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Meet the Habitation Systems Project Team
Habitat Demonstration Unit team in the desertProject team members with the habitat, deployed in the desert during field testing. Image credit: NASA

HDU Project Team and HDU1-PEMHDU project team members and the 2010 prototype. Image credit: NASA

Habitat System Project Management Team:
Alvin Drew, Johnson Space Center
Kriss Kennedy, Johnson Space Center
Sotirios Liolios, Johnson Space Center
Amanda Lynch, Johnson Space Center
Alan (Scott) Howe, Jet Propulsion Laboratory
Tracy Gill, Kennedy Space Center
David Smitherman, Marshall Space Flight Center
Paul Bookout, Marshall Space Flight Center

The Advanced Exploration Systems Habitation Systems project team is comprised of team members located at different NASA centers throughout the country, including Johnson Space Center, Kennedy Space Center, Langley Research Center, Jet Propulsion Laboratory, Glenn Research Center, and Ames Research Center.

The team includes a diverse group of architects, engineers, scientists, technicians, technologists, and mission planners to encompass all the skills to go from concepts and models to deployed prototype hardware in one year's time. The team has collaborated on a weekly basis over the past year using teleconferences and electronic tools, occasional face-to-face meetings, and a series of progressive reviews to define the different test objectives, sub-systems, goals, and requirements, to work through integration activities, and to plan the test and field operations.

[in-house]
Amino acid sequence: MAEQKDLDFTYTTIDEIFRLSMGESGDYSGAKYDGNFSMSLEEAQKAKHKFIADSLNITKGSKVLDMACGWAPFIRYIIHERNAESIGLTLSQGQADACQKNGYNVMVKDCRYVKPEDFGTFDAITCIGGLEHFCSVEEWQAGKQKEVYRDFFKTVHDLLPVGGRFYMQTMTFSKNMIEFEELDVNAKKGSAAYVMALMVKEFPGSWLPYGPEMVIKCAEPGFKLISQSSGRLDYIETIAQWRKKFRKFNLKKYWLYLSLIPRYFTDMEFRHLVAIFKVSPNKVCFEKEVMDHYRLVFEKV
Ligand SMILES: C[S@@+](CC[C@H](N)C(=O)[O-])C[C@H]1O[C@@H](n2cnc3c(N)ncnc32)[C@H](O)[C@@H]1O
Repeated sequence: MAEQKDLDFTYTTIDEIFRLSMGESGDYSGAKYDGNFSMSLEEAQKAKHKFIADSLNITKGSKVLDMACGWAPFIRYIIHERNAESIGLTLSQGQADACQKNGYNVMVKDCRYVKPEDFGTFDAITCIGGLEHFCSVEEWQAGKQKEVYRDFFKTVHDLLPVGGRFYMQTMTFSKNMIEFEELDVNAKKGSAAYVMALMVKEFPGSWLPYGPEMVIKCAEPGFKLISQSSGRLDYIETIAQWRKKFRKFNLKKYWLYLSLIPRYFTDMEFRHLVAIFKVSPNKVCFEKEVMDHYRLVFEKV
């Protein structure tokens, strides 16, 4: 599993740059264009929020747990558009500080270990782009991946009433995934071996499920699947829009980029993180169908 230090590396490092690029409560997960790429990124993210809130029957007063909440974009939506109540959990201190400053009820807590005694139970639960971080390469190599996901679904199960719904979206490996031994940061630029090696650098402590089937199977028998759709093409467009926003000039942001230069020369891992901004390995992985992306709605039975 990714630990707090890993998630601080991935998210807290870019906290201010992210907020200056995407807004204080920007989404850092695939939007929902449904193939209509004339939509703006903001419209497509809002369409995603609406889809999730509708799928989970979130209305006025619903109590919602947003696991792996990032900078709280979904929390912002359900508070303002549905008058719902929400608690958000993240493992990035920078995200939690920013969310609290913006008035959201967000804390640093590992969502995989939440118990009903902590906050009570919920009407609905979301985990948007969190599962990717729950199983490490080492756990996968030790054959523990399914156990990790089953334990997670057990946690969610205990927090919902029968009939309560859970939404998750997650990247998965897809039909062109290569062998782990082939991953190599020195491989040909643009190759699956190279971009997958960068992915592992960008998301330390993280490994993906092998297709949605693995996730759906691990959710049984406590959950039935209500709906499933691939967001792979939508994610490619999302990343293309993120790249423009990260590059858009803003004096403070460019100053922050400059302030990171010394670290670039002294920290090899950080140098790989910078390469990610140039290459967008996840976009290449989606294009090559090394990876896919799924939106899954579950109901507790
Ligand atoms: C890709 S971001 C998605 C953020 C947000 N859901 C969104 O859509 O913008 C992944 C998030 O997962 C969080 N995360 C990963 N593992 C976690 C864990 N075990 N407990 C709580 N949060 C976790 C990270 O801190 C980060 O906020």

The capabilities being developed in the Habitation Systems project will enable the crew to live and work safely in deep space on missions lasting over one year. Aspects of this project include development of concepts and subsystems for a deep space habitat, testing of highly reliable life support system components for air revitalization and water recycling in ground test beds, developing common life support system components that can be used in multiple exploration vehicles to reduce costs, developing radiation protection and dosimetry sensors, and conducting experiments to understand how fire propagates in microgravity to improve spacecraft fire safety.

Deep space habitats are needed to support human operations at either the Earth-Moon L2 Lagrange point or at a near-Earth asteroid. This project will integrate life support systems, thermal management systems, modular power systems, fire safety systems, radiation protection, and software tools for autonomous mission operations into a representative deep space habitat system. The representative habitat may use excess flight hardware such as a Multi-Purpose Logistics Module (MPLM) or new structures such as an inflatable module. The project will focus on integrated testing of the habitation system with crew in a simulated space environment.